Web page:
Pontzer looked at the hip heights of 13 species of dinosaur including Tyrannosaurus, Velociraptor and Archaeopteryx, as well as a closely related non-dinosaur called Marasuchus, and used these values to calculate crude estimates of their aerobic capacity. He focused on species that walked on two legs, since the way they distributed their weight is clearer-cut than four-legged relatives like Diplodocus or Triceratops.
His figures showed that the aerobic capacity of his dinosaurs, especially the larger ones, were consistently over the maximum values for living reptiles, from alligators to iguanas. Even while walking, the energy demands of the largest dinosaurs, particularly the large meat-eaters, would have far exceeded anything that cold-blooded animals could have coped with.
For more accurate estimates, Pontzer also used a mathematical model to calculate the size of the dinosaurs’ walking muscles and from these, their aerobic capacity. Again, he came to the same conclusion. The largest species simply wouldn’t have been able to function with cold-blooded metabolisms, and the smaller ones like Velociraptor could have walked but not run. Only Archaeopteryx, the smallest of the baker’s dozen, had VO2max values that approached the range of living cold-blooded animals.
There are a couple of alternative interpretations. It’s possible the larger dinosaurs were cold-blooded but had adaptations that granted them greater aerobic capacities than modern reptiles can achieve, although Pontzer thinks this unlikely. It’s also possible that the dinosaurs didn’t go in for sustained bursts of speed and, instead, relied on sprints, as many monitor lizards use to run down prey. But that would saddle the largest species with unfeasibly long recovery periods, when they could barely function.
Pontzer says that the relationships between his 13 species support the idea that all dinosaurs powered their runs with a warm-blooded metabolism. If he takes a conservative view of his estimates, the alternative explanation is that warm-bloodedness evolved at least three times – in the early sauropods, in the tetanurans (including birds and most of the carnivores) and in modern birds – and was lost once in between among the small predatory coelurosaurs like Velociraptor. That reconstruction is not only messy, but it contradicts evidence from bones and primitive feathers suggesting that the coelurosaurs were warm-blooded.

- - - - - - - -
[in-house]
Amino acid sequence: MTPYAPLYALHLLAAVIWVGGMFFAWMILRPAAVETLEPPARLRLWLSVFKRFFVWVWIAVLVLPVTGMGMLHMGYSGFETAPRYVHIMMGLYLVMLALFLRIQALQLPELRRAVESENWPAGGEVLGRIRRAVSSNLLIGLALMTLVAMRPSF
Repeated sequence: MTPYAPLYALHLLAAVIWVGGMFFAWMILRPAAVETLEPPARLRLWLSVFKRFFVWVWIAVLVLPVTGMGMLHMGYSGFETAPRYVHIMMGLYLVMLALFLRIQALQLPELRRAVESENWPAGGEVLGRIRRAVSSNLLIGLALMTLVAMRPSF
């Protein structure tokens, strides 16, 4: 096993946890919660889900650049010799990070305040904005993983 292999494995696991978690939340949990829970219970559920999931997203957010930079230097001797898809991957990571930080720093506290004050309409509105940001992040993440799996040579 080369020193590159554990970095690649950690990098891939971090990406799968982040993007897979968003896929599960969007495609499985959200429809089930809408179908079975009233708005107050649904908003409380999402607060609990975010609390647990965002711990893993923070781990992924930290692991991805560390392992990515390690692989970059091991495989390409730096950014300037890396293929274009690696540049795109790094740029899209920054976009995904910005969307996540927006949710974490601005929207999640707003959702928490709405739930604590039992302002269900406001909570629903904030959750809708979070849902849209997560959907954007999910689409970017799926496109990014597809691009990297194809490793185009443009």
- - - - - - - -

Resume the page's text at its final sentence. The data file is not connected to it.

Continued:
Nonetheless, there’s a risk that by looking exclusively at two-legged dinosaurs, Pontzer has biased his dataset to species that were perhaps most likely to be warm-blooded anyway. Groups like the massive sauropods and the diverse ornithischians are represented only by three of their earliest members – Plateosaurus, Heterodontosaurus and Lesothosaurus.
It’s still possible that the largest of the plant-eaters had a different physiology altogether including “inertial homeothermy”, where they maintain a constant temperature simply because their gargantuan bulks lose heat very slowly.
Pontzer’s new study far from settles the debate about dinosaur physiology, but it adds another piece of evidence into the mix. This debate isn’t just an academic fancy – it’s critical for understanding how the dinosaurs lived, evolved, and ultimately died.
Reference: Pontzer, H., Allen, V., & Hutchinson, J. (2009). Biomechanics of Running Indicates Endothermy in Bipedal Dinosaurs PLoS ONE, 4 (11) DOI: 10.1371/journal.pone.0007783
In 1995, a palaeontologist called Mark Norrell reported an amazing discovery – the fossilised remains of a dinosaur called Troodon, sitting on top of a large clutch of eggs. The fossil was so well-preserved and its posture so unmistakeable that it provided strong proof that some dinosaurs incubated their eggs just as modern birds do. And since then, two other small predatory species – Oviraptor and Citipati – have been found in brooding positions on top of egg clutches.
But a subtler look at these fossils reveal much more about dinosaur parenting than the simple fact that it existed. To David Varricchio from Montana State University, they also tell us which parent took more responsibility for the young. Based on the size of the egg clutches and the bones of the parent, Varricchio thinks that it was the males that cared for the babies. And given that small, predatory dinosaurs were the ancestors of modern birds, fatherly care was probably also the norm for the earliest members of our feathered friends.
Of all the back-boned animal groups, none show a greater equality of parental care that the birds. Among mammals, the next generation is mainly the mother’s responsibility and fathers help out in less than 5% of species. By comparison, male birds help to care for eggs and chicks in over 90% of living species. But Varricchio (together with Norrell and others) argues that this joint parenting is not how the dynasty started off.
The team noted that the clutches so delicately incubated by Troodon, Oviraptor and Citipati contained a substantial number of eggs, about 22 to 30 eggs apiece. Compared to most of the 433 living birds and crocodilians whose clutch sizes have been studied, the dinosaurs were sitting on far more eggs than animals of their size normally do. The team found that species where both parents chip in, or where mum takes the lead, usually settle for smaller clutches. Only those where dad does almost all of the work tend to rear such large broods.